New Mexico revokes $30 million in Clean Energy Tax Breaks from Forest Biomass Company
Biomass Proponents could not Meet Deadlines for Energy Production
March 15, 2010
The New Mexico Division of Energy Conservation and Management sent a letter on March 12 to Western Water and Power Production, LLC informing the company that it had not met the 24-month milestone to generate electricity as required in the state’s administrative code. The move was heralded by conservation groups and nearby residents after they had pressed the state to enforce its standards for clean and renewable energy tax credits. Demonstrating no progress, the 35 megawatt electricity project had retained the nearly $30 million in tax credits for two years as legitimate renewable wind and solar projects waited in line.
While states and lawmakers in Washington continue to hand out subsidies for biomass energy production, conservationists and citizens are mounting campaigns across the country to prevent what they consider a dirty and destructive source of energy. Burning biomass, especially, that derived from forests, produces twice as much carbon generally than does burning coal for electricity, in addition there are numerous toxic pollutants associated with burning wood for energy. ) See http://www.stopspewingcarbon.com/biomass-facts.html).
Conservationists argue that forests, especially those held in the federal trust, are far more valuable left protected, absorbing and storing carbon. A recent analysis by The Wilderness Society found that the federal forests of the Pacific Northwest and southeast Alaska store almost twice the carbon than is released each year by the burning of fossil fuels in the U.S. It can take centuries for a tree to mature and absorb as much carbon from the atmosphere as might have been stored in a mature tree cut a fed into a biomass energy facility.
Massachusetts voters were the first in the nation to win a successful petition drive that will put a question on the state ballot to end taxpayer and ratepayer subsidies for biomass incinerators. (See http://www.stopspewingcarbon.com/). Citizens in New Mexico as well are working to convince the state that burning forests to generate electricity is unwise both for our forests and the residents that must breath the pollutants released from facilities. (See http://biomassinfo.blogspot.com/). These citizens have asked the state legislature not to include woody biomass, especially that cut from native forests, in the renewable energy portfolio and to make it ineligible by law for clean and renewable energy tax credits.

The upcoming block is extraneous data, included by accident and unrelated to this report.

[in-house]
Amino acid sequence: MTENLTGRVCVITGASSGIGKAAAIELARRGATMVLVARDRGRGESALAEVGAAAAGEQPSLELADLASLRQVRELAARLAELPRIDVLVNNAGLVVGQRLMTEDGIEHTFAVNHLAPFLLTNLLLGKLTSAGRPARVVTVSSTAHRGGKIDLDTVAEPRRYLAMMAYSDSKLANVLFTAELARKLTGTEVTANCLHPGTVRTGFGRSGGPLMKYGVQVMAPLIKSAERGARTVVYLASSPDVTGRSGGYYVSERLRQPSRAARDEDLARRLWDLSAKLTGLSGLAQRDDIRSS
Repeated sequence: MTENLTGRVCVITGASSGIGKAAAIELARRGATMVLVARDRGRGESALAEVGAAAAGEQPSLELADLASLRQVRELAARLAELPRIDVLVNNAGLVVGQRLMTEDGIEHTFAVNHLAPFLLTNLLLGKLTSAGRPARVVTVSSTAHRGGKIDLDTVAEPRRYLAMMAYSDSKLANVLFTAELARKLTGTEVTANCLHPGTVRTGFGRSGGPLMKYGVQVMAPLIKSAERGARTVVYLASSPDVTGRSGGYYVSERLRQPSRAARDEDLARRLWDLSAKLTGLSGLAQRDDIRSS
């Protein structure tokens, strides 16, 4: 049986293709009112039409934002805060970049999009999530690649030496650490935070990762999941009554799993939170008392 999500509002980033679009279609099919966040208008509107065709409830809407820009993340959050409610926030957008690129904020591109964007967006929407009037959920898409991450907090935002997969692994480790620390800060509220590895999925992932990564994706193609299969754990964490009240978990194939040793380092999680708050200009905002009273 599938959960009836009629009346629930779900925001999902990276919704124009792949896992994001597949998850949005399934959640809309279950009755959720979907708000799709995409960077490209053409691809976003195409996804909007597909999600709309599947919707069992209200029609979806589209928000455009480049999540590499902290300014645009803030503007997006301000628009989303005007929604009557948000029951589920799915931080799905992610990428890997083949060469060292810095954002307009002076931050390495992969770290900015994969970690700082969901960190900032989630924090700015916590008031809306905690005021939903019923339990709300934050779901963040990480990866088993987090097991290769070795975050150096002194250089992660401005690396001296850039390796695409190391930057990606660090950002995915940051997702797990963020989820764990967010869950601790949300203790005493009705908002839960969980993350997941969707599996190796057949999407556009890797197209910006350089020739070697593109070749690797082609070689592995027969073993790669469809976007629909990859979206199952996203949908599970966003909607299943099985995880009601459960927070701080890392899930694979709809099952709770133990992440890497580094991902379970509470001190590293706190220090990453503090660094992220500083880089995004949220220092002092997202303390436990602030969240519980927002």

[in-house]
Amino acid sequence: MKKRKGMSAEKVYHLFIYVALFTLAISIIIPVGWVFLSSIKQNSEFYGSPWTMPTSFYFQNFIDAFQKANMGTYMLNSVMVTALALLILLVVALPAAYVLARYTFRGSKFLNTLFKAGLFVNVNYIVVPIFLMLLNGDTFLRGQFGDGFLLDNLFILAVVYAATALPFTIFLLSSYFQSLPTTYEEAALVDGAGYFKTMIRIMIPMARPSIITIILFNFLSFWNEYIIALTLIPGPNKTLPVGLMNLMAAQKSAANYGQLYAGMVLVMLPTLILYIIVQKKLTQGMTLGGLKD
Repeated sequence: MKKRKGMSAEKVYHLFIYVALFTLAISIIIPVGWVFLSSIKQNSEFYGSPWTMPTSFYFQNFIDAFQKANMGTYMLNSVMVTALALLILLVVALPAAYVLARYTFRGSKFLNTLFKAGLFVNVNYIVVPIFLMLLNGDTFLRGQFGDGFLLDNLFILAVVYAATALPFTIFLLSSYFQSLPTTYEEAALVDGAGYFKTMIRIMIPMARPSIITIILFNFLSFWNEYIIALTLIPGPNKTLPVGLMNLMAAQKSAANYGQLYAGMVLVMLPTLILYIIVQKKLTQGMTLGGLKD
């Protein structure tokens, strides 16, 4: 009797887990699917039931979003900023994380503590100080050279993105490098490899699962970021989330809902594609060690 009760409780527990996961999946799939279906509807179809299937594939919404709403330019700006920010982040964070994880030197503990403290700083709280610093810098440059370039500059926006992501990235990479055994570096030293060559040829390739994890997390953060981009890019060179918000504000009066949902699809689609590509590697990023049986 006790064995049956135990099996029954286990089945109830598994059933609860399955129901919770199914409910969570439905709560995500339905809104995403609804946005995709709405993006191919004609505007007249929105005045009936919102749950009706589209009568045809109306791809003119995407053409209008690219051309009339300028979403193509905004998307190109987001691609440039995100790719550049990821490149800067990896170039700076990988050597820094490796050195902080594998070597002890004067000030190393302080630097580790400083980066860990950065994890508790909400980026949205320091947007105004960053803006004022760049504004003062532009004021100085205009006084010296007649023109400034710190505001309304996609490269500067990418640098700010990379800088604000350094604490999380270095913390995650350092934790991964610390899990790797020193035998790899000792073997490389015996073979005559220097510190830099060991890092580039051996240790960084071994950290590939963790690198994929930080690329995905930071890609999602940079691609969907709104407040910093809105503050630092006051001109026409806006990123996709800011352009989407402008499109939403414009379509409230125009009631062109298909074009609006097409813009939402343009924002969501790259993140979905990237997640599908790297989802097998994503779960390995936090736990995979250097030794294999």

WildEarth Guardians is working with national conservation interests to educate lawmakers in Washington D.C. about the greenhouse gas emissions and damage to forest ecosystems that result from burning woody biomass to generate electricity. Despite, these efforts, the biomass industry continues to enjoy substantial taxpayer support in the form of federal clean energy incentives found in climate change legislation, the American Recovery and Reinvestment Act, and the Biomass Crop Assistance Program a provision of the Farm Bill.
The revocation of the nearly $30 million in New Mexico state tax credits from the Western water and Power Production LLC is a significant turn of events for clean energy in the state and a portent for woody biomass energy nationwide. Dirty energy produced from the destruction of native forests cannot be considered clean and renewable and should be rejected as such by the states and the federal government.